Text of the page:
COUP D’ETAT OF 1299/1921, the military coup that eventually led to the founding of the Pahlavi dynasty. The coup was directed not at the Qajar monarchy as such but at the cabinet of Sepahdār-e Aʿẓam Fatḥ-Allāh-e Akbar and the oligarchy of landowners and bureaucratic officials that controlled the regime. It was led by Sayyed Żīāʾ-al-Dīn Ṭabāṭabāʾī and Colonel Reżā Khan Mīr Panj—the future Reżā Shah Pahlavī.
Sayyed Żīāʾ-al-Dīn was a young reformist journalist, sympathetic to the socialist views of Alexander Kerensky (Ḥakīm-Elāhī, pp. 7-53; Farroḵ, p. 68; minute by G. P. Churchill, 22 February 1921, FO/6401/2243). He enjoyed the confidence of British military and diplomatic personnel in Tehran and had semiofficial ties with the government (Avery, pp. 222-23; Jamālzāda, pp. 208-09; Makkī, pp. 186-87). Reżā Khan was a Cossack officer of humble origins who, as a result of his forcefulness and military achievements, had been chosen by Major General Edmund Ironside, head of Norperforce (the British forces in northern Persia), to take charge of the Cossack unit stationed near Qazvīn after its reorganization by Lieutenant Colonel Henry Smyth (Wilber, pp. 5-15; Bahār, pp. 69-73; Ironside, p. 149). Also involved in the coup were a senior Cossack officer, Brigadier General Aḥmad Āqā (Amīr-Aḥmadī), who had fought alongside Reżā Khan in Gīlān, and two reform-minded officers of the gendarmerie, Major Masʿūd Khan (Keyhān) and Captain Kāẓem Khan (Sayyāḥ), who belonged to Żīāʾ-al-Dīn’s circle and had been assisting Colonel Smyth in Qazvīn (Šehāb-al-Dawla, in Makkī, p. 615; Balfour, p. 220; Jamālzāda, pp. 208-09; Dawlatābādī, Ḥayāt-e Yaḥyā IV, p. 150).
During the tumultuous years of the Constitutional Revolution (q.v.) and World War I provincial leaders and foreign powers had gained ascendancy in Persia, and the Qajar state had lacked the financial and military means to assert its sovereignty. The Anglo-Persian Agreement of 1919 (q.v.) had been designed to strengthen the central government under British tutelage, but British pressure for implementation, which met with strong opposition in Persia, and a new Russian intervention in northern Persia had merely aggravated the instability of the Qajar state. Many, including local British officials, feared that the withdrawal of British troops from northern Persia would be followed by an attack on Tehran with Bolshevik backing and looked for preventive measures (Sabahi, pp. 116-21; Bury and Butler, nos. 586, 599, 616, 640, 676, 677; Reporter, pp. 149-50). Others hoped that the signing of the pending Perso-Soviet treaty of friendship would relieve the threat and open new possibilities for the country (Dawlatābādī, Ḥayāt-e Yaḥyā IV, pp. 204-10).
Under these circumstances, on 3 Esfand 1299/18 February 1921, 2,200 men of the Cossack Brigade (q.v.) and 100 gendarmes marched from Qazvīn toward Tehran under the command of Reżā Khan, ignoring repeated royal orders to return to their barracks (Wilber, pp. 43-46). On the outskirts of Tehran Reżā Khan told representatives of the cabinet, the shah, and the British legation that the Cossacks intended to install a strong government in Tehran in order to forestall the anticipated Bolshevik assault. He professed allegiance to the shah but accused the ruling elite of having ruined the country (Bury and Butler, no. 681). The capture of Tehran was almost bloodless. Historical sources differ, however, on whether the Persian government, following the advice of the British legation, had decided not to resist the attack (Norman to Curzon, FO 371/6403/4926; Makkī, pp. 225-27) or whether the soldiers under its command had refused to fight (Balfour, p. 225; Jamālzāda, pp. 291-92).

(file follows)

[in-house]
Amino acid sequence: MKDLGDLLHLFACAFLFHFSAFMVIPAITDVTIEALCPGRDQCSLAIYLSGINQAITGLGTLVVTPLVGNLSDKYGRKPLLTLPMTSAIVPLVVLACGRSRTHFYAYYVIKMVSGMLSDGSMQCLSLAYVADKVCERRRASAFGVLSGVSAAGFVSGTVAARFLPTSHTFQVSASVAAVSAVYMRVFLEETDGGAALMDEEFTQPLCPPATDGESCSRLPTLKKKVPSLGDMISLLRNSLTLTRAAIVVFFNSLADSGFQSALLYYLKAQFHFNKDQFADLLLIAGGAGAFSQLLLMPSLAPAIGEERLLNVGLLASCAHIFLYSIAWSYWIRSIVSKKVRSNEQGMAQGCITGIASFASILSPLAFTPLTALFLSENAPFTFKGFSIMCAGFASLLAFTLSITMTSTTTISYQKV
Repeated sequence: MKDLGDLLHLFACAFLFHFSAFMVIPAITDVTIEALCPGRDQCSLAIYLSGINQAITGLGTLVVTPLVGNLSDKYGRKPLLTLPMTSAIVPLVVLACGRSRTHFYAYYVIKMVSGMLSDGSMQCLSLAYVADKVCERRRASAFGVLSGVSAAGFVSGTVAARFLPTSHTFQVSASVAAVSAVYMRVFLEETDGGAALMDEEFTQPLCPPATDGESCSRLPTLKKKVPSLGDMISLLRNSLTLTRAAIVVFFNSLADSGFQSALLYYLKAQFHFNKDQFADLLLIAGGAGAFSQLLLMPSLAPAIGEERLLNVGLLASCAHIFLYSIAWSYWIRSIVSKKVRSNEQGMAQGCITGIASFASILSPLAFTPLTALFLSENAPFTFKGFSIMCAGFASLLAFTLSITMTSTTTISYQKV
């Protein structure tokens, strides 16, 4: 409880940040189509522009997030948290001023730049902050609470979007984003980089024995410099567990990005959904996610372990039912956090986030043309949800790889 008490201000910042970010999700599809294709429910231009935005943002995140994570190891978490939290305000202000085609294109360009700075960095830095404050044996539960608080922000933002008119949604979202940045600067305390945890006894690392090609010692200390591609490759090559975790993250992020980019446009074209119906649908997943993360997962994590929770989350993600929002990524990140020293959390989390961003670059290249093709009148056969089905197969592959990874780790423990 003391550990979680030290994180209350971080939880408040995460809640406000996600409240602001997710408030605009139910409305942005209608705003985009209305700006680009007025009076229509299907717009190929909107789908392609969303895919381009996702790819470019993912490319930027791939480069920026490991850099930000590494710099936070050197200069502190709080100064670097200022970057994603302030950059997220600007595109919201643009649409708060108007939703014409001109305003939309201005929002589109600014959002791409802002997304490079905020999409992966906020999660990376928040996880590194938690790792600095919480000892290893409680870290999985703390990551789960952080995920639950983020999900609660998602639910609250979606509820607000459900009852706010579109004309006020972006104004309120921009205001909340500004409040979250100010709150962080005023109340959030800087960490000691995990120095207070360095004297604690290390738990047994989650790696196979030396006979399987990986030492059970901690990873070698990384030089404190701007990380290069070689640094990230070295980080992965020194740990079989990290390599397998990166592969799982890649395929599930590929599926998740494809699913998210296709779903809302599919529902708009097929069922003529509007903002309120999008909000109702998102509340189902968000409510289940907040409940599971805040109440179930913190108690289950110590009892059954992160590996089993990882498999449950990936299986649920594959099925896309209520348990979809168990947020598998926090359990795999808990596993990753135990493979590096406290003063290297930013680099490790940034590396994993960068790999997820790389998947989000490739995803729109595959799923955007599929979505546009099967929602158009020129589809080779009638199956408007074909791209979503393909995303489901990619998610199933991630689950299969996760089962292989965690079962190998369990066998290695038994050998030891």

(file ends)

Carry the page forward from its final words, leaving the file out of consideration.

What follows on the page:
Once the coup had been effected many political activists and members of the oligarchy were immediately arrested, in order to prevent organized opposition and to extract money from some of them (Makkī, pp. 236-42, Bahār, pp. 88-89, 95; Mostawfī, Šarḥ-e zendagānī III, pp. 212-14; Bury and Butler, no. 681; Balfour, p. 228). Martial law was imposed on Tehran: All gatherings were banned, the press was suspended, government departments were closed for reorganization, and bars, gambling clubs, and theaters were closed down (Mostawfī, Šarḥ-e zendagānī III, p. 215). Military governors were appointed for Tehran and its vicinity, and provincial governors who did not submit to the new government were replaced by military officers (Makkī, pp. 242, 258-63, 313-14, 321; Hedāyat, p. 328). The shah, while rejecting Żīāʾ-al-Dīn’s request to be granted the title “dictator,” appointed him prime minister with full powers and confirmed Reżā Khan in his new position as commander of the armed forces, with the military title sardār-e sepah (commander of the army; Norman to Curzon, FO 371/6403/4926). Żīāʾ-al-Dīn’s cabinet included men considered honest and well-meaning but, with the exception of two senior civil servants, they were believed to be inexperienced (Makkī, p. 264; Balfour, p. 231; Moqaddam, p. 368).